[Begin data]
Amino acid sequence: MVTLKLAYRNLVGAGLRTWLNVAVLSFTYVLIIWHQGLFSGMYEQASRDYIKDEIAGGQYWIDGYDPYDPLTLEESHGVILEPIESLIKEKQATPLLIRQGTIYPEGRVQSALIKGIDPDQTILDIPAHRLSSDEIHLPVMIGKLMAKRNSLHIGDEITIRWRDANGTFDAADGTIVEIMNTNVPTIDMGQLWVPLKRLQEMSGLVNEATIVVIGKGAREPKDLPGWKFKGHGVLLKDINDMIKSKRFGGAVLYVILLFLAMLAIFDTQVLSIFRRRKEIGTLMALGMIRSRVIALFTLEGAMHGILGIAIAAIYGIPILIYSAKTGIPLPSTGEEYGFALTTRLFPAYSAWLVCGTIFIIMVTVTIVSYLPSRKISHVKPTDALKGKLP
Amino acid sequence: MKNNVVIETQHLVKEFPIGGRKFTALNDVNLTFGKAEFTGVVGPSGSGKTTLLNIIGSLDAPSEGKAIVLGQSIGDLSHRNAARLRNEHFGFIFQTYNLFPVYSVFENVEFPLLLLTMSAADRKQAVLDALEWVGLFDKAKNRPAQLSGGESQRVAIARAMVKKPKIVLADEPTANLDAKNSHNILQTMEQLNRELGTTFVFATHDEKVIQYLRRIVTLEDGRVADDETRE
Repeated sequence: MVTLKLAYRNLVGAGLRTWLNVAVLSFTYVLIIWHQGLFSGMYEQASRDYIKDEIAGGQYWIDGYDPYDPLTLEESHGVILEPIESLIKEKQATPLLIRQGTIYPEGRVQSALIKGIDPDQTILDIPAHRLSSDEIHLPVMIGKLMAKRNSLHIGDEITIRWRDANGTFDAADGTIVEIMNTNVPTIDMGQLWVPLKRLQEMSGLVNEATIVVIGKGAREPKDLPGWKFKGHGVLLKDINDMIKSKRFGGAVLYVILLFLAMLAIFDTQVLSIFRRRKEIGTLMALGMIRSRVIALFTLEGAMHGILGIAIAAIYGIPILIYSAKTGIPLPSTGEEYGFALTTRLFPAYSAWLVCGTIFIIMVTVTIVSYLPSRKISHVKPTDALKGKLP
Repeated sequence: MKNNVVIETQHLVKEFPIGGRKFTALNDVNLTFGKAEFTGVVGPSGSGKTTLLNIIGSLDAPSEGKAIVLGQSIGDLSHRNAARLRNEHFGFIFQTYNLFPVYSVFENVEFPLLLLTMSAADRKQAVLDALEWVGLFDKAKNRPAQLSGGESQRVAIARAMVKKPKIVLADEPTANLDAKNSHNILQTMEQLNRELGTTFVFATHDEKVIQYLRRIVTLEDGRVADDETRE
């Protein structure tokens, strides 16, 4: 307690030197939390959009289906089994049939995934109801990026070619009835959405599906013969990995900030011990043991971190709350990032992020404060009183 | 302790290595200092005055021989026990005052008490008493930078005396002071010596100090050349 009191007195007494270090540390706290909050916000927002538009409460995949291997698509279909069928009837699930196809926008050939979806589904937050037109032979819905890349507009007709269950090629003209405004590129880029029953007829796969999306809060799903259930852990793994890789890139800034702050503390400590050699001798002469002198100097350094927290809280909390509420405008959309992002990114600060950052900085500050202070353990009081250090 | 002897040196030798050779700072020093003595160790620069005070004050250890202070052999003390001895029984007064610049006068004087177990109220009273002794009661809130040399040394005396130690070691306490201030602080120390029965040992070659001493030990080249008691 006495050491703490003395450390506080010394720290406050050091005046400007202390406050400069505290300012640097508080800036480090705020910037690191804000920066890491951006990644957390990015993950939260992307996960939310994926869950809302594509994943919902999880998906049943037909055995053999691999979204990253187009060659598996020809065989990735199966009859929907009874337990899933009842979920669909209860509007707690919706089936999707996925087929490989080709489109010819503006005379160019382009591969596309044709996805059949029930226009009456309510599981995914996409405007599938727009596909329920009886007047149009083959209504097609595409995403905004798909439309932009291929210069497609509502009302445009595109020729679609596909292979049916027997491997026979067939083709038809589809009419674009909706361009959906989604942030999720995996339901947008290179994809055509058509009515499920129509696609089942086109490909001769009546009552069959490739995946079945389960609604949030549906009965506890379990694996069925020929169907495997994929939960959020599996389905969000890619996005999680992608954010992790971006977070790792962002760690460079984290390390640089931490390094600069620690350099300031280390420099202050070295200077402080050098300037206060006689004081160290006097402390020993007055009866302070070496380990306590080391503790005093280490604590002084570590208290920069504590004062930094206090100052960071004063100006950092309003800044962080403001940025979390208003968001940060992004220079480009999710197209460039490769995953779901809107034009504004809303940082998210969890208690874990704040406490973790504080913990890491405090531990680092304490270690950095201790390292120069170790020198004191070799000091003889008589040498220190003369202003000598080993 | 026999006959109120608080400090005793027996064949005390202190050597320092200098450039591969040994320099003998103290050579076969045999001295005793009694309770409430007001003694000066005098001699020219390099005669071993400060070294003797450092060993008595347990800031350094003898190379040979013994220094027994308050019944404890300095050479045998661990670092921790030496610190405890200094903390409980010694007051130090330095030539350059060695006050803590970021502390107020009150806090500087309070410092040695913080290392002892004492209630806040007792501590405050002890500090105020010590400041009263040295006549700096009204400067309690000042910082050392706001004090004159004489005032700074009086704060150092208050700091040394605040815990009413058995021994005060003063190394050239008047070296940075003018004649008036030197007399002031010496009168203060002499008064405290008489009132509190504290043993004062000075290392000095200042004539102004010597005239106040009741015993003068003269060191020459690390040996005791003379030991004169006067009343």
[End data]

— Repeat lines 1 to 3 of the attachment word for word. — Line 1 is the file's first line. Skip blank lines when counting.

Amino acid sequence: MVTLKLAYRNLVGAGLRTWLNVAVLSFTYVLIIWHQGLFSGMYEQASRDYIKDEIAGGQYWIDGYDPYDPLTLEESHGVILEPIESLIKEKQATPLLIRQGTIYPEGRVQSALIKGIDPDQTILDIPAHRLSSDEIHLPVMIGKLMAKRNSLHIGDEITIRWRDANGTFDAADGTIVEIMNTNVPTIDMGQLWVPLKRLQEMSGLVNEATIVVIGKGAREPKDLPGWKFKGHGVLLKDINDMIKSKRFGGAVLYVILLFLAMLAIFDTQVLSIFRRRKEIGTLMALGMIRSRVIALFTLEGAMHGILGIAIAAIYGIPILIYSAKTGIPLPSTGEEYGFALTTRLFPAYSAWLVCGTIFIIMVTVTIVSYLPSRKISHVKPTDALKGKLP
Amino acid sequence: MKNNVVIETQHLVKEFPIGGRKFTALNDVNLTFGKAEFTGVVGPSGSGKTTLLNIIGSLDAPSEGKAIVLGQSIGDLSHRNAARLRNEHFGFIFQTYNLFPVYSVFENVEFPLLLLTMSAADRKQAVLDALEWVGLFDKAKNRPAQLSGGESQRVAIARAMVKKPKIVLADEPTANLDAKNSHNILQTMEQLNRELGTTFVFATHDEKVIQYLRRIVTLEDGRVADDETRE
Repeated sequence: MVTLKLAYRNLVGAGLRTWLNVAVLSFTYVLIIWHQGLFSGMYEQASRDYIKDEIAGGQYWIDGYDPYDPLTLEESHGVILEPIESLIKEKQATPLLIRQGTIYPEGRVQSALIKGIDPDQTILDIPAHRLSSDEIHLPVMIGKLMAKRNSLHIGDEITIRWRDANGTFDAADGTIVEIMNTNVPTIDMGQLWVPLKRLQEMSGLVNEATIVVIGKGAREPKDLPGWKFKGHGVLLKDINDMIKSKRFGGAVLYVILLFLAMLAIFDTQVLSIFRRRKEIGTLMALGMIRSRVIALFTLEGAMHGILGIAIAAIYGIPILIYSAKTGIPLPSTGEEYGFALTTRLFPAYSAWLVCGTIFIIMVTVTIVSYLPSRKISHVKPTDALKGKLP